Egg Freezing

What is egg freezing?

Egg freezing is a medical process that allows women to have their eggs harvested, frozen and stored for future use.

A woman can freeze her eggs in order to prolong her ability to have a child.

Egg freezing is a procedure that allows women to store eggs for future use. The process of egg freezing can be done at any age, but the younger you are when you freeze your eggs, the more likely they will survive their storage period and result in pregnancy later. For example, women in their 20s have a much greater chance of having a successful pregnancy with eggs that were frozen in their 20s than women who freeze their eggs in their 30s. This is because as women get older, so do their eggs, making them more prone to mutations and other abnormalities that may make implantation difficult or impossible. The FDA has approved egg freezing for up to 10 years, so it’s safe to assume your frozen eggs will hold up if stored for less time than that.

Freezing eggs is an option for women who are not at the point where they want to conceive, but may want to in the future.

Egg freezing is an option for women who are not at the point where they wish to conceive, but may want to conceive in the future. Sometimes, a woman will make this decision if her ovarian reserve (the quantity of eggs present in her ovaries) is depleting faster than would be typical for her age. It may also be recommended for women who have social or health concerns that could delay trying to conceive until later in life. As this process does involve stimulating your ovaries with medication, there can be some side effects including bloating and emotional changes during hormone therapy.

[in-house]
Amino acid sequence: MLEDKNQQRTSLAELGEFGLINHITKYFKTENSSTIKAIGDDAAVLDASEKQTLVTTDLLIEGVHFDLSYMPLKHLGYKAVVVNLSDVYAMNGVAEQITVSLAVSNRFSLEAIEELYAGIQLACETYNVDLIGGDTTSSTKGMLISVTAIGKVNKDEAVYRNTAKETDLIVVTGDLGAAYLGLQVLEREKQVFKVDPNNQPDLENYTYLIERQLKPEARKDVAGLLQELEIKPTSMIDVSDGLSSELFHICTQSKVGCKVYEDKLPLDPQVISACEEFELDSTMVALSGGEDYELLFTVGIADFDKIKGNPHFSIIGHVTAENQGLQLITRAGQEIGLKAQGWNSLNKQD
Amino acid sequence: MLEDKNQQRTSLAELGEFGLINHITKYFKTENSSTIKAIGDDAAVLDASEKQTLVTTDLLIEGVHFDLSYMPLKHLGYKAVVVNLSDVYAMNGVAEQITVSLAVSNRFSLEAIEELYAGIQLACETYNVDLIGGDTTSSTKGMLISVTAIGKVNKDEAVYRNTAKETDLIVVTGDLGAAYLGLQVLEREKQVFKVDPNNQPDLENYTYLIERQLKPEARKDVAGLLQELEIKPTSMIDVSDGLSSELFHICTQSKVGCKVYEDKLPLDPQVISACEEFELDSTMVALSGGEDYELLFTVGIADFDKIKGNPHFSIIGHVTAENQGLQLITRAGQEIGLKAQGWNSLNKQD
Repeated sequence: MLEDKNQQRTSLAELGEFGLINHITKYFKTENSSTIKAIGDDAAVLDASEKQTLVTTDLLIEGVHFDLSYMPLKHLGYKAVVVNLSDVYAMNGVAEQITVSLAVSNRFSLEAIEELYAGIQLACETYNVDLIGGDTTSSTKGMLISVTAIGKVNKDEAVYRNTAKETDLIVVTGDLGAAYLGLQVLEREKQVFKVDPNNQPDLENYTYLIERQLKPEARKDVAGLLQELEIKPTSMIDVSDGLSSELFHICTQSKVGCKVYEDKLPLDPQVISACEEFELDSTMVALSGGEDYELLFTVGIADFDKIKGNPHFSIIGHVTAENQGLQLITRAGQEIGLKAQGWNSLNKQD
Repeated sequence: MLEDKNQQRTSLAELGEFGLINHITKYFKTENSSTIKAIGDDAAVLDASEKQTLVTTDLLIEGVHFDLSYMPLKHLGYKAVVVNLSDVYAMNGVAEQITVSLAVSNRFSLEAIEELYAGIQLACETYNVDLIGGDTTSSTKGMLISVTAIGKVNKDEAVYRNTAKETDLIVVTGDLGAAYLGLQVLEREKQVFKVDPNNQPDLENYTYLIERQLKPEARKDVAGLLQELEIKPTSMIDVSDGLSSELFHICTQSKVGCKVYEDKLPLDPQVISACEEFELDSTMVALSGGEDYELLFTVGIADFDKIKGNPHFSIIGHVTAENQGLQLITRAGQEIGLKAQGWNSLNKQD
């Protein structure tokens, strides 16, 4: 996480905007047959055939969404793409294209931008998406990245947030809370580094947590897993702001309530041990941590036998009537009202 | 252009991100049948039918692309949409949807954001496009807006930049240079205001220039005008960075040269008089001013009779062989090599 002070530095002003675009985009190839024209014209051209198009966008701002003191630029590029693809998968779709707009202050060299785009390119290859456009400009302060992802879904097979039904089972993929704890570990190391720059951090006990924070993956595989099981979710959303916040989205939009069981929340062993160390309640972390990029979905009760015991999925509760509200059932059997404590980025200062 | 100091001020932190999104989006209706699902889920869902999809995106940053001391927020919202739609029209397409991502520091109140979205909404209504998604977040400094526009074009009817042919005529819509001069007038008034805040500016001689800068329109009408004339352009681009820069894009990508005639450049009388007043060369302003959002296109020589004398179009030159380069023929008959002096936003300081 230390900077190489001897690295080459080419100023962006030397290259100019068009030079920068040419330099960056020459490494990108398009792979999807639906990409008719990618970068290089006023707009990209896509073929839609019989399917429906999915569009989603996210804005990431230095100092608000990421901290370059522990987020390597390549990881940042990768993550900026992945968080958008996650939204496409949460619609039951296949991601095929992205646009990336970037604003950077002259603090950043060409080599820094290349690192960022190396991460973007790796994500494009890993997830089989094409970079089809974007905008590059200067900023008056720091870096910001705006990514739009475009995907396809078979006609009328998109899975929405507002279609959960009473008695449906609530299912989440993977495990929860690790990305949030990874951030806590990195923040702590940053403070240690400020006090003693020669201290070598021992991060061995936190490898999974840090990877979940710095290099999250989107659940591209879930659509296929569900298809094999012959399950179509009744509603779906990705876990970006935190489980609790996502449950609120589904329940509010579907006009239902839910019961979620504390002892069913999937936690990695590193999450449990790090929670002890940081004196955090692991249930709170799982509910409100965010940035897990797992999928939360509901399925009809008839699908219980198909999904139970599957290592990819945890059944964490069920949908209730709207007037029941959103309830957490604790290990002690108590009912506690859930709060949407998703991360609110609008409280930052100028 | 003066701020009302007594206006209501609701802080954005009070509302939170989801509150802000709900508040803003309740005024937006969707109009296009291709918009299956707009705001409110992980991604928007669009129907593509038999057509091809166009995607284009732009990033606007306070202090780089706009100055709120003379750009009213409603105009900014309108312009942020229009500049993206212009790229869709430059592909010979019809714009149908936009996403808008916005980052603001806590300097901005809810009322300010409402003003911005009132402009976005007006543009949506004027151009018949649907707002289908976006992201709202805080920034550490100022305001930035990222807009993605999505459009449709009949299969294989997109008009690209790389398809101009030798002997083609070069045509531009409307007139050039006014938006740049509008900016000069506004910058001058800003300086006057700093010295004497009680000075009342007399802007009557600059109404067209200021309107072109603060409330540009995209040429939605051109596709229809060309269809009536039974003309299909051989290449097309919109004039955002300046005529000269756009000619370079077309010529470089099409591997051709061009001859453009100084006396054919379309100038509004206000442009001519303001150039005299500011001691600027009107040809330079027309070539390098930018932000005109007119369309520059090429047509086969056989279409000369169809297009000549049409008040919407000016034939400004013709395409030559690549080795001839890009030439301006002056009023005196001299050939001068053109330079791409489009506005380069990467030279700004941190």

Women typically begin considering egg freezing because of age.

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Another reason for egg freezing is if a woman has been diagnosed with a medical condition that will affect her fertility.

If you or your partner have been diagnosed with a medical condition that will affect or reduce fertility, you may want to consider egg freezing.

In addition to the cancer treatments mentioned above, there are a number of other conditions and procedures that can make ovulation difficult or impossible, including:

  • Certain cancers such as ovarian cancer, endometrial cancer, cervical cancer, vulvar cancer and vaginal cancer
  • Bilateral oophorectomy (the removal of both ovaries)
  • Pelvic radiation therapy (radiation directed at the pelvis)

There are some similarities and differences among egg freezing clinics across the U.S., but there are also general steps involved.

If you’re interested in egg freezing, the first place to start is with a fertility clinic and doctor. Every clinic’s process is a little different, but there are general steps involved:

  • A consultation with a doctor to establish a plan that’s right for you. The doctor will order some blood tests (for example, an AMH test, which measures your hormone levels) and perform an ultrasound to evaluate your ovaries and uterus. If those results are normal, you’ll receive a prescription for fertility medication.